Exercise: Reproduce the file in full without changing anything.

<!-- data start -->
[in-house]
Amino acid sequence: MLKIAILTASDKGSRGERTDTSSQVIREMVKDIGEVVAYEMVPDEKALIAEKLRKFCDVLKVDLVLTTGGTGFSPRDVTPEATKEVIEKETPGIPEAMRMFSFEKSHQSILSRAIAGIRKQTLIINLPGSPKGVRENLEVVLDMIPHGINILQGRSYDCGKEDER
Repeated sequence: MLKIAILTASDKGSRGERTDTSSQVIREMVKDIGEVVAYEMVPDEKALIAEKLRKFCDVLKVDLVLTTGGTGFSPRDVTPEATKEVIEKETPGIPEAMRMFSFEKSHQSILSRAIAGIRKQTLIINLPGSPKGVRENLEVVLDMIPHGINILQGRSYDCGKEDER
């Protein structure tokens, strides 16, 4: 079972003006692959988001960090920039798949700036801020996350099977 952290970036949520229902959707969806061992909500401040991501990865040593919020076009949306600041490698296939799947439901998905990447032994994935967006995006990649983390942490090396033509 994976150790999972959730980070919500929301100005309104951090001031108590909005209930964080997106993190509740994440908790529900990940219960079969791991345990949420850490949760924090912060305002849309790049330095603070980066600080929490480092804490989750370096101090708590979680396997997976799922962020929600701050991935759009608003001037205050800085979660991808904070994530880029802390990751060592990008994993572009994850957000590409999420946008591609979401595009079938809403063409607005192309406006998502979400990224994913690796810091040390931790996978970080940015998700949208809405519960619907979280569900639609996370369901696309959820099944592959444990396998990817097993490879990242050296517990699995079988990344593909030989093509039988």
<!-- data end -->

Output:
[in-house]
Amino acid sequence: MLKIAILTASDKGSRGERTDTSSQVIREMVKDIGEVVAYEMVPDEKALIAEKLRKFCDVLKVDLVLTTGGTGFSPRDVTPEATKEVIEKETPGIPEAMRMFSFEKSHQSILSRAIAGIRKQTLIINLPGSPKGVRENLEVVLDMIPHGINILQGRSYDCGKEDER
Repeated sequence: MLKIAILTASDKGSRGERTDTSSQVIREMVKDIGEVVAYEMVPDEKALIAEKLRKFCDVLKVDLVLTTGGTGFSPRDVTPEATKEVIEKETPGIPEAMRMFSFEKSHQSILSRAIAGIRKQTLIINLPGSPKGVRENLEVVLDMIPHGINILQGRSYDCGKEDER
């Protein structure tokens, strides 16, 4: 079972003006692959988001960090920039798949700036801020996350099977 952290970036949520229902959707969806061992909500401040991501990865040593919020076009949306600041490698296939799947439901998905990447032994994935967006995006990649983390942490090396033509 994976150790999972959730980070919500929301100005309104951090001031108590909005209930964080997106993190509740994440908790529900990940219960079969791991345990949420850490949760924090912060305002849309790049330095603070980066600080929490480092804490989750370096101090708590979680396997997976799922962020929600701050991935759009608003001037205050800085979660991808904070994530880029802390990751060592990008994993572009994850957000590409999420946008591609979401595009079938809403063409607005192309406006998502979400990224994913690796810091040390931790996978970080940015998700949208809405519960619907979280569900639609996370369901696309959820099944592959444990396998990817097993490879990242050296517990699995079988990344593909030989093509039988």